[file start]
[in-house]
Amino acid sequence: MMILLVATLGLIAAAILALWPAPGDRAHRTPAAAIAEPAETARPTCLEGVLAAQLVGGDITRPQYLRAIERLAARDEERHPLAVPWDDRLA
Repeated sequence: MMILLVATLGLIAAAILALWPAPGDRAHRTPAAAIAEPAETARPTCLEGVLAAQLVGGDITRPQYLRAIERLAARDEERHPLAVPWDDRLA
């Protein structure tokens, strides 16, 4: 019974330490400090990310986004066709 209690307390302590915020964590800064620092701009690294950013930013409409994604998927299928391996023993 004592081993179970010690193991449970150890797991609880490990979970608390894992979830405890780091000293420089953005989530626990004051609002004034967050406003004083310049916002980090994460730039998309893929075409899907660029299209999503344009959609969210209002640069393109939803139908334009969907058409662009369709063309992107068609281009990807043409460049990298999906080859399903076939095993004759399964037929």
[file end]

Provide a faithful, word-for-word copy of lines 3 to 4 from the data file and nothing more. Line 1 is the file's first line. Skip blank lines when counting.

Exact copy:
Repeated sequence: MMILLVATLGLIAAAILALWPAPGDRAHRTPAAAIAEPAETARPTCLEGVLAAQLVGGDITRPQYLRAIERLAARDEERHPLAVPWDDRLA
């Protein structure tokens, strides 16, 4: 019974330490400090990310986004066709 209690307390302590915020964590800064620092701009690294950013930013409409994604998927299928391996023993 004592081993179970010690193991449970150890797991609880490990979970608390894992979830405890780091000293420089953005989530626990004051609002004034967050406003004083310049916002980090994460730039998309893929075409899907660029299209999503344009959609969210209002640069393109939803139908334009969907058409662009369709063309992107068609281009990807043409460049990298999906080859399903076939095993004759399964037929």